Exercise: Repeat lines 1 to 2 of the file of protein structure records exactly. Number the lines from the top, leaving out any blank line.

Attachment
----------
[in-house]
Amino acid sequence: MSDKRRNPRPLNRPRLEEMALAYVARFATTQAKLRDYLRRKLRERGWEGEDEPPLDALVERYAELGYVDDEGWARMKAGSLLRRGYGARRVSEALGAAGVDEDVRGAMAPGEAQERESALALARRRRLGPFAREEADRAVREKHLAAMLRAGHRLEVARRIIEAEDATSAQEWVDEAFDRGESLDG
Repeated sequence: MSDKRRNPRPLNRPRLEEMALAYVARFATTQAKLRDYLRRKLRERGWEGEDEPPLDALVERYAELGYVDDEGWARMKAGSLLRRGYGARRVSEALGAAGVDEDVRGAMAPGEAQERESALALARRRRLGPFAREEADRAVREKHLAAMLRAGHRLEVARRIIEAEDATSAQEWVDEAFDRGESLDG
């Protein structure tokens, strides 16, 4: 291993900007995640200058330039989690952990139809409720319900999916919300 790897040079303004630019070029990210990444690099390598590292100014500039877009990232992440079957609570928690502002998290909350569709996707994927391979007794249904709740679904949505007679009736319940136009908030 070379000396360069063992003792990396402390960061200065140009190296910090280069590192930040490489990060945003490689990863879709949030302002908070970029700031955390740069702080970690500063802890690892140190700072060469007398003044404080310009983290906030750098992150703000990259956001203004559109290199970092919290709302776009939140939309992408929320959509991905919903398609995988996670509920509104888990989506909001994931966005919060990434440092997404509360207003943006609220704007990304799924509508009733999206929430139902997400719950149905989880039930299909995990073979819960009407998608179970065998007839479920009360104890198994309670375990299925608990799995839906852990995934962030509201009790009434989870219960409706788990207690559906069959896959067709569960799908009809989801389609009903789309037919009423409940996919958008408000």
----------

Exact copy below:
[in-house]
Amino acid sequence: MSDKRRNPRPLNRPRLEEMALAYVARFATTQAKLRDYLRRKLRERGWEGEDEPPLDALVERYAELGYVDDEGWARMKAGSLLRRGYGARRVSEALGAAGVDEDVRGAMAPGEAQERESALALARRRRLGPFAREEADRAVREKHLAAMLRAGHRLEVARRIIEAEDATSAQEWVDEAFDRGESLDG